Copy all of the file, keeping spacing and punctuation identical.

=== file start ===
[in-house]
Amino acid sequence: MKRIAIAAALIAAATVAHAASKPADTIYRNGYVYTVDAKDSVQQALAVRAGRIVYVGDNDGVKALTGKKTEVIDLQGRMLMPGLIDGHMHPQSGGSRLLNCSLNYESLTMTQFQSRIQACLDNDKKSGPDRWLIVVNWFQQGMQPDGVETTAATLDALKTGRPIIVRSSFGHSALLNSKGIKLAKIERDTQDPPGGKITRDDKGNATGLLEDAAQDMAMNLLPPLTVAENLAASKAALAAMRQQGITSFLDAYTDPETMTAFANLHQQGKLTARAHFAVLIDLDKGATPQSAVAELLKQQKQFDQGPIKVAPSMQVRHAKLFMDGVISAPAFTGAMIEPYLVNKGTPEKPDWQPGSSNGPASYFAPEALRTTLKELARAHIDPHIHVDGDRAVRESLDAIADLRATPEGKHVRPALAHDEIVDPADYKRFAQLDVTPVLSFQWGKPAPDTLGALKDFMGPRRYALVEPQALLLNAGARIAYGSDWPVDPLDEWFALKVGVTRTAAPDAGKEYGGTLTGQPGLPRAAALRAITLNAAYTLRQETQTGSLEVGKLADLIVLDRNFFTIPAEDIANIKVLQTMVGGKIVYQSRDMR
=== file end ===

[in-house]
Amino acid sequence: MKRIAIAAALIAAATVAHAASKPADTIYRNGYVYTVDAKDSVQQALAVRAGRIVYVGDNDGVKALTGKKTEVIDLQGRMLMPGLIDGHMHPQSGGSRLLNCSLNYESLTMTQFQSRIQACLDNDKKSGPDRWLIVVNWFQQGMQPDGVETTAATLDALKTGRPIIVRSSFGHSALLNSKGIKLAKIERDTQDPPGGKITRDDKGNATGLLEDAAQDMAMNLLPPLTVAENLAASKAALAAMRQQGITSFLDAYTDPETMTAFANLHQQGKLTARAHFAVLIDLDKGATPQSAVAELLKQQKQFDQGPIKVAPSMQVRHAKLFMDGVISAPAFTGAMIEPYLVNKGTPEKPDWQPGSSNGPASYFAPEALRTTLKELARAHIDPHIHVDGDRAVRESLDAIADLRATPEGKHVRPALAHDEIVDPADYKRFAQLDVTPVLSFQWGKPAPDTLGALKDFMGPRRYALVEPQALLLNAGARIAYGSDWPVDPLDEWFALKVGVTRTAAPDAGKEYGGTLTGQPGLPRAAALRAITLNAAYTLRQETQTGSLEVGKLADLIVLDRNFFTIPAEDIANIKVLQTMVGGKIVYQSRDMR